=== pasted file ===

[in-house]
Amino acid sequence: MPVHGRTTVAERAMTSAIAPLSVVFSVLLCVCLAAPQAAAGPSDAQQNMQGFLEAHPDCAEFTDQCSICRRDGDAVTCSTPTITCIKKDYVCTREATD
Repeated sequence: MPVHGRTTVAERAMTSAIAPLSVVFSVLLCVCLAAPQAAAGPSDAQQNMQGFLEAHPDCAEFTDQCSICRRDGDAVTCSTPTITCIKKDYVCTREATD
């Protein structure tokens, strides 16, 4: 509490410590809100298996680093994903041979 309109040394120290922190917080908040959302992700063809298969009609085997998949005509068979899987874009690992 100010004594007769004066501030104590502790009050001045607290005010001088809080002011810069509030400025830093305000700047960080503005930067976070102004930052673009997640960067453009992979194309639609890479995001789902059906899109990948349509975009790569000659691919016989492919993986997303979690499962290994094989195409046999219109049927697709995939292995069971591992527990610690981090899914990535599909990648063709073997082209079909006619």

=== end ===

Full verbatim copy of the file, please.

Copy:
[in-house]
Amino acid sequence: MPVHGRTTVAERAMTSAIAPLSVVFSVLLCVCLAAPQAAAGPSDAQQNMQGFLEAHPDCAEFTDQCSICRRDGDAVTCSTPTITCIKKDYVCTREATD
Repeated sequence: MPVHGRTTVAERAMTSAIAPLSVVFSVLLCVCLAAPQAAAGPSDAQQNMQGFLEAHPDCAEFTDQCSICRRDGDAVTCSTPTITCIKKDYVCTREATD
């Protein structure tokens, strides 16, 4: 509490410590809100298996680093994903041979 309109040394120290922190917080908040959302992700063809298969009609085997998949005509068979899987874009690992 100010004594007769004066501030104590502790009050001045607290005010001088809080002011810069509030400025830093305000700047960080503005930067976070102004930052673009997640960067453009992979194309639609890479995001789902059906899109990948349509975009790569000659691919016989492919993986997303979690499962290994094989195409046999219109049927697709995939292995069971591992527990610690981090899914990535599909990648063709073997082209079909006619």